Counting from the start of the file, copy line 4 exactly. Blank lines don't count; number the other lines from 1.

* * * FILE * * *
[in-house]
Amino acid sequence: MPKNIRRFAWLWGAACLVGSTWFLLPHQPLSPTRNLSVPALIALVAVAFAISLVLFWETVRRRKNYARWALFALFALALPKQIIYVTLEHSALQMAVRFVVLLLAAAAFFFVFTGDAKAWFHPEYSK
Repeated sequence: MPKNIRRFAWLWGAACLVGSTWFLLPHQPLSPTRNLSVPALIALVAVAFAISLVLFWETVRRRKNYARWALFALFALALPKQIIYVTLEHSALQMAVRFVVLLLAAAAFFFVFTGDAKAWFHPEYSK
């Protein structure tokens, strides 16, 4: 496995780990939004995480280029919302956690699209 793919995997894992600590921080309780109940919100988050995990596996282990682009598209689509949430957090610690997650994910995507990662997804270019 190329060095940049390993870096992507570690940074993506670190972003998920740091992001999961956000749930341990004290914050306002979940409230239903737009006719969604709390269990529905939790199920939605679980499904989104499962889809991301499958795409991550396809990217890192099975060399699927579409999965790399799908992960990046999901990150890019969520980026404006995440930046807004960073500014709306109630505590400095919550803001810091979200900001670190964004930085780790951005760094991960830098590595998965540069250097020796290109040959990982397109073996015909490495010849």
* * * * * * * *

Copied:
């Protein structure tokens, strides 16, 4: 496995780990939004995480280029919302956690699209 793919995997894992600590921080309780109940919100988050995990596996282990682009598209689509949430957090610690997650994910995507990662997804270019 190329060095940049390993870096992507570690940074993506670190972003998920740091992001999961956000749930341990004290914050306002979940409230239903737009006719969604709390269990529905939790199920939605679980499904989104499962889809991301499958795409991550396809990217890192099975060399699927579409999965790399799908992960990046999901990150890019969520980026404006995440930046807004960073500014709306109630505590400095919550803001810091979200900001670190964004930085780790951005760094991960830098590595998965540069250097020796290109040959990982397109073996015909490495010849």